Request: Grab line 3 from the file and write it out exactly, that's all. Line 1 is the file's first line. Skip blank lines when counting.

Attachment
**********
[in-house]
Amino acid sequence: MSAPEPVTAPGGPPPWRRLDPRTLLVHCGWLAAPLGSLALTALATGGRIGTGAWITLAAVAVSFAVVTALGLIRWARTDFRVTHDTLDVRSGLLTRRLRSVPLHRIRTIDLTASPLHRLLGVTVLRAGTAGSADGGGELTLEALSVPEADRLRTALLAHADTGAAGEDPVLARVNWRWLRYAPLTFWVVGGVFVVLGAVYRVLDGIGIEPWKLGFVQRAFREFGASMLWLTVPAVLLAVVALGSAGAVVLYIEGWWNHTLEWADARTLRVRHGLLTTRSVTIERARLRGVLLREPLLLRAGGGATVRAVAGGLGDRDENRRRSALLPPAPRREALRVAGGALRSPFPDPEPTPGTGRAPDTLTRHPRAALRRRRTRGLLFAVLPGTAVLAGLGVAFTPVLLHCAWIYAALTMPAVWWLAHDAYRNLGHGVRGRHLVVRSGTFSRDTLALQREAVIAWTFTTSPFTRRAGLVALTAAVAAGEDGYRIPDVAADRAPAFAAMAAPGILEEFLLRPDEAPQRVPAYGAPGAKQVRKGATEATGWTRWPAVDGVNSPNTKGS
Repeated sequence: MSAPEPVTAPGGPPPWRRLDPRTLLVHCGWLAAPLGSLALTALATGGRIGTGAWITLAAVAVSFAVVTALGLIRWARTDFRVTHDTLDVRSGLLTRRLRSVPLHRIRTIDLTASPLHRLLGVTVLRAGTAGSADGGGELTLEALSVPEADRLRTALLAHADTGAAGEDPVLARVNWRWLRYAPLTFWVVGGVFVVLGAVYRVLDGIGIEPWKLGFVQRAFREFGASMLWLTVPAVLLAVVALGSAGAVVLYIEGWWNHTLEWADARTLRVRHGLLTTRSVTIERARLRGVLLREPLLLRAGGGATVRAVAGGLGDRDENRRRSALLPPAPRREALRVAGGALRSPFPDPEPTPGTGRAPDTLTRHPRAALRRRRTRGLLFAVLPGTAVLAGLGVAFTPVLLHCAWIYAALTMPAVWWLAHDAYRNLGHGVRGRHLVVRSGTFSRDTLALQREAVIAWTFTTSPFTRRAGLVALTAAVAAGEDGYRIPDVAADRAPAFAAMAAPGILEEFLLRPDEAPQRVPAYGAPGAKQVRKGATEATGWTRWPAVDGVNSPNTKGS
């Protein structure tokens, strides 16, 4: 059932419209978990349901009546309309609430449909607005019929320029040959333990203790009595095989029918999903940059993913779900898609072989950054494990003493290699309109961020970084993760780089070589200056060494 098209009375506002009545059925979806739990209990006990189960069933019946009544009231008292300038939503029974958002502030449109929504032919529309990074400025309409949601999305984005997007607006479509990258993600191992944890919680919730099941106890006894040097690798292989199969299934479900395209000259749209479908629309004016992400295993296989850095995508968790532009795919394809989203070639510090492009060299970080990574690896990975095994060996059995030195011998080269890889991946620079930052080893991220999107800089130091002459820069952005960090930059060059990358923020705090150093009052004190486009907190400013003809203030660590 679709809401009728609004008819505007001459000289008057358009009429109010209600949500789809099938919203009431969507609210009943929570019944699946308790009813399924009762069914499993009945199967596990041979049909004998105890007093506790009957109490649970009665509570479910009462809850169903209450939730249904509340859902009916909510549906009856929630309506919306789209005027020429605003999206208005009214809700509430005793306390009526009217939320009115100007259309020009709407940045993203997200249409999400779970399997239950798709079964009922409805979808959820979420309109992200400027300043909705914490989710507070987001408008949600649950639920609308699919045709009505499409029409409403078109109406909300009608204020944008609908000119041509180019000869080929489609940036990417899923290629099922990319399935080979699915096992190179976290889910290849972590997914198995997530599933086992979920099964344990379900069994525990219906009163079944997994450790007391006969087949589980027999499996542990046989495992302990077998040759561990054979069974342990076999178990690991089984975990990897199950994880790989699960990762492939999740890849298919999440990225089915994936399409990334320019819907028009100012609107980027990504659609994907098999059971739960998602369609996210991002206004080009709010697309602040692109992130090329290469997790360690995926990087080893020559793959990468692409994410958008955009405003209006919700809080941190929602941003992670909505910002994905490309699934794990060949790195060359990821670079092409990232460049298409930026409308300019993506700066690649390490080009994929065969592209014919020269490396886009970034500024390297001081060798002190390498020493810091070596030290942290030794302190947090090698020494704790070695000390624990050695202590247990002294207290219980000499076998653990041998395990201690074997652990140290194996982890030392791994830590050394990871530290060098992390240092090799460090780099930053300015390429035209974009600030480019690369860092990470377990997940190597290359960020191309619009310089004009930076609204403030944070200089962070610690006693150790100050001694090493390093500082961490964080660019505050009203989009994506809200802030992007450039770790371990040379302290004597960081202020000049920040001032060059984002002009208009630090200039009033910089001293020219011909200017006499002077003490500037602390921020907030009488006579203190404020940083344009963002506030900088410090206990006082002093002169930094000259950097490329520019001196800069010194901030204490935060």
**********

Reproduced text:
Repeated sequence: MSAPEPVTAPGGPPPWRRLDPRTLLVHCGWLAAPLGSLALTALATGGRIGTGAWITLAAVAVSFAVVTALGLIRWARTDFRVTHDTLDVRSGLLTRRLRSVPLHRIRTIDLTASPLHRLLGVTVLRAGTAGSADGGGELTLEALSVPEADRLRTALLAHADTGAAGEDPVLARVNWRWLRYAPLTFWVVGGVFVVLGAVYRVLDGIGIEPWKLGFVQRAFREFGASMLWLTVPAVLLAVVALGSAGAVVLYIEGWWNHTLEWADARTLRVRHGLLTTRSVTIERARLRGVLLREPLLLRAGGGATVRAVAGGLGDRDENRRRSALLPPAPRREALRVAGGALRSPFPDPEPTPGTGRAPDTLTRHPRAALRRRRTRGLLFAVLPGTAVLAGLGVAFTPVLLHCAWIYAALTMPAVWWLAHDAYRNLGHGVRGRHLVVRSGTFSRDTLALQREAVIAWTFTTSPFTRRAGLVALTAAVAAGEDGYRIPDVAADRAPAFAAMAAPGILEEFLLRPDEAPQRVPAYGAPGAKQVRKGATEATGWTRWPAVDGVNSPNTKGS